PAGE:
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Study: Strong People Skills, Not Just High IQ's, Needed to Prevent Ecological Disasters

Study: Strong People Skills, Not Just Smarts, Needed to Prevent Ecological Disasters

High IQs won’t be enough to stop an ecological disaster — it’s going to take social intelligence too, according to a new study published in the journal Nature Communications.

Individuals with high levels of social intelligence have strong “people skills” — for example, they are better at understanding others’ feelings and intentions, and as a result, they tend to be very good at reducing conflict and helping everyone work toward a common goal.

The findings shed light on why some groups are better than other at managing shared resources, such as water or fisheries. And as Earth’s population is growing at a rate that is putting a strain on resources, finding ways to better manage them is critical.

“Especially in the case of common property, there is often an inbuilt tension between what is good for the individual and what is good for the group,” said lead author Dr. Jacopo Baggio, an assistant professor in the University of Central Florida’s Department of Political Science.

“Individuals often have different cognitive abilities. For example, individuals with high general intelligence will be more able to discern patterns and dynamics of resources, and individuals with high social intelligence communicate more effectively and understand the mental state of others.”

For the study, 216 undergraduates from two large U.S. universities played a digital game in which they collected virtual tokens in exchange for actual money.

General intelligence was represented by ACT and SAT scores provided by the universities. Social intelligence was measured via a short story test that estimated the participants’ abilities to infer others’ intentions and feelings.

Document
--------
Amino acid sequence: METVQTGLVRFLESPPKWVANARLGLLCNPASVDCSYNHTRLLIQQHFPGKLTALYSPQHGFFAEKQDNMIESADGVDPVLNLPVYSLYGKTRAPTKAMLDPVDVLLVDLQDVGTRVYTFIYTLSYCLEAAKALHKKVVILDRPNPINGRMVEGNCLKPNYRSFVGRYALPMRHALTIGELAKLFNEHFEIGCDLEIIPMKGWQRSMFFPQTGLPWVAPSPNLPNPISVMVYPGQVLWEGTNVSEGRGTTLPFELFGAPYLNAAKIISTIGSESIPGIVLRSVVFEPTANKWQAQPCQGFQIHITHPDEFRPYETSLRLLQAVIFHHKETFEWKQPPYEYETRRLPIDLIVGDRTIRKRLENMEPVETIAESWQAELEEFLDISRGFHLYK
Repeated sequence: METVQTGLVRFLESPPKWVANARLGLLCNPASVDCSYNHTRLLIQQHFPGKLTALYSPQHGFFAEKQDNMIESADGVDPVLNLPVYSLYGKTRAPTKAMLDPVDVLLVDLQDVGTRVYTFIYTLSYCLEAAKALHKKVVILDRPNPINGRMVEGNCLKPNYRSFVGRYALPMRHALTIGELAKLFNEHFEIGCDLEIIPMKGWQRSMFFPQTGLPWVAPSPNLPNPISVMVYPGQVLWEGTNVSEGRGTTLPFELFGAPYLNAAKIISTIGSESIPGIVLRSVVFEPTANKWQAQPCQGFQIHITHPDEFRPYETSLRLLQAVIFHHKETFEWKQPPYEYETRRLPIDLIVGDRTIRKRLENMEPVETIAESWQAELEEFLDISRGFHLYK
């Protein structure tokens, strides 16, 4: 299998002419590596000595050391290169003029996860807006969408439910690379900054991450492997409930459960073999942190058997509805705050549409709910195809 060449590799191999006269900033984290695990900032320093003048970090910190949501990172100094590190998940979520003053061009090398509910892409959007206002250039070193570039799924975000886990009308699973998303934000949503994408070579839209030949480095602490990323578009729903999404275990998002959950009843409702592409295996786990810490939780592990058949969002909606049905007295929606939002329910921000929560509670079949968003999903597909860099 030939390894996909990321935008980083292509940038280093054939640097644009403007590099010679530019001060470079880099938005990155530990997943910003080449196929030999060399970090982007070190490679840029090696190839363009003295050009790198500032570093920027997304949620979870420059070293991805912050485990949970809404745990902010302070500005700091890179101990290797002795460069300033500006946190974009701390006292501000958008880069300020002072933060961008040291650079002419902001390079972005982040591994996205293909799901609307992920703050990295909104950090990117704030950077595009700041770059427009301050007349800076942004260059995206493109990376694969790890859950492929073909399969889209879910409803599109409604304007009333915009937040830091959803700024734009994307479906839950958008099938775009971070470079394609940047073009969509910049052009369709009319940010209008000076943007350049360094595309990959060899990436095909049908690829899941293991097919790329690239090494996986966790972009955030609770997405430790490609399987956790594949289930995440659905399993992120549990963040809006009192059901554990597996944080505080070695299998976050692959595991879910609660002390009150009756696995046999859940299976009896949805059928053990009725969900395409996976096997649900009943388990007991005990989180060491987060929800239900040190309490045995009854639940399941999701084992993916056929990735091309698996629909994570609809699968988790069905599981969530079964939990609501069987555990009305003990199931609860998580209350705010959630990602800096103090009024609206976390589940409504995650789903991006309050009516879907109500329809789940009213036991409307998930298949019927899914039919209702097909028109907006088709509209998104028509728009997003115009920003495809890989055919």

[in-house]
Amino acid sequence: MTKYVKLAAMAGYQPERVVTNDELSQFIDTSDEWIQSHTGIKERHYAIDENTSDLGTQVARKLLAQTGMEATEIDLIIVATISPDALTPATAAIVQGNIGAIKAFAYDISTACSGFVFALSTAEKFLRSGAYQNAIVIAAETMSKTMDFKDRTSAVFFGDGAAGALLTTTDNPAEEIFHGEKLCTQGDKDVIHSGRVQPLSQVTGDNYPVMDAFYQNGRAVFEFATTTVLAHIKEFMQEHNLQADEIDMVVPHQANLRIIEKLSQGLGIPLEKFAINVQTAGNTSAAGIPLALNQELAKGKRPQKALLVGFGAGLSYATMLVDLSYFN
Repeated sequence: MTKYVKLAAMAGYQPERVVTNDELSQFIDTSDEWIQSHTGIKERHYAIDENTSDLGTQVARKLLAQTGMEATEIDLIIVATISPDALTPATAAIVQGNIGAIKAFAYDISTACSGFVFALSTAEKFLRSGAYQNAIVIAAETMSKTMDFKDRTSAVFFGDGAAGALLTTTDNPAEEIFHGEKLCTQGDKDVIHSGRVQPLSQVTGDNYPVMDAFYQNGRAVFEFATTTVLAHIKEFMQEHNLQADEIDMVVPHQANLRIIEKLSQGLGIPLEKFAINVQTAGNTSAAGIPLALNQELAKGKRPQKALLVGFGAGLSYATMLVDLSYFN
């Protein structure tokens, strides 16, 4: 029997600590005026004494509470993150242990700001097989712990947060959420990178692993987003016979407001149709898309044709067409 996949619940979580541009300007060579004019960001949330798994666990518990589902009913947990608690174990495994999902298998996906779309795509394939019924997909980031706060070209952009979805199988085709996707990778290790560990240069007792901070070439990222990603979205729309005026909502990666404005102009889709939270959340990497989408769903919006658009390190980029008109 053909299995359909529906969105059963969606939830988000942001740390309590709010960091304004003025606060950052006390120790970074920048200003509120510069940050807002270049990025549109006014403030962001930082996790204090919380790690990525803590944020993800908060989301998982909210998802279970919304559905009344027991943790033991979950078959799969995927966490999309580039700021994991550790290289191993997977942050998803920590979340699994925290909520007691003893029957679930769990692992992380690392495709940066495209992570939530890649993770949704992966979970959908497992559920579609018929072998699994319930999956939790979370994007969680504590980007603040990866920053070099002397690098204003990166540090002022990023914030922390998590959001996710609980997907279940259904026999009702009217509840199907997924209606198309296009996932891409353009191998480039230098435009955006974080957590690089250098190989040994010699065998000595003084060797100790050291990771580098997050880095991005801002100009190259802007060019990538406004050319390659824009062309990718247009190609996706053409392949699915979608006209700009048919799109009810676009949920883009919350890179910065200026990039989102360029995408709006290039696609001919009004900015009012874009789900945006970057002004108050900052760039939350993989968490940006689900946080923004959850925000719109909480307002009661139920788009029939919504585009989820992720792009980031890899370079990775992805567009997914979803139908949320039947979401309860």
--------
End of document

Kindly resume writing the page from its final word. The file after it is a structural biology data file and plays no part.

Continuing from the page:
The participants were randomly placed into one of two experimental conditions: either a game where the conditions began improving and tokens continued to be replenished, or one where conditions began deteriorating and tokens did not regenerate fast enough.

Overall, when groups with high general intelligence, but low social intelligence, faced a situation where resources became scarce, they depleted resources faster, harvested less potential resources and pushed the ecosystem to its limits.

But when both general and social intelligence were high, teams harvested a greater percentage of potential resources and kept the ecosystem from collapsing.

General intelligence helped people figure out the rules of the game and how to regenerate resources (in this case digital tokens), while social intelligence helped people cooperate to optimize performance, said Dr. Thomas Coyle, co-author of the study and professor of psychology at the University of Texas at San Antonio.

“In theory, people with higher levels of social intelligence are more effective in reducing conflict among group members and in getting people to work toward common goals,” Coyle said. “Such people skills are important for managing shared resources.”

The work points to a need for education in diverse types of intelligence.

“It suggests that our education systems should focus on cultivating both general and social intelligence to better equip groups to deal with complex, social-ecological challenges,” said co-author Dr. Jacob Freeman, an assistant professor of anthropology at Utah State University.

Source: University of Central Florida


Study: Strong People Skills, Not Just Smarts, Needed to Prevent Ecological Disasters

Traci Pedersen

Traci Pedersen is a professional writer with over a decade of experience. Her work consists of writing for both print and online publishers in a variety of genres including science chapter books, college and career articles, and elementary school curriculum.

APA Reference
Pedersen, T. (2019). Study: Strong People Skills, Not Just Smarts, Needed to Prevent Ecological Disasters. Psych Central. Retrieved on September 30, 2020, from
Scientifically Reviewed
Last updated: 9 Mar 2019 (Originally: 9 Mar 2019)
Last reviewed: By a member of our scientific advisory board on 9 Mar 2019
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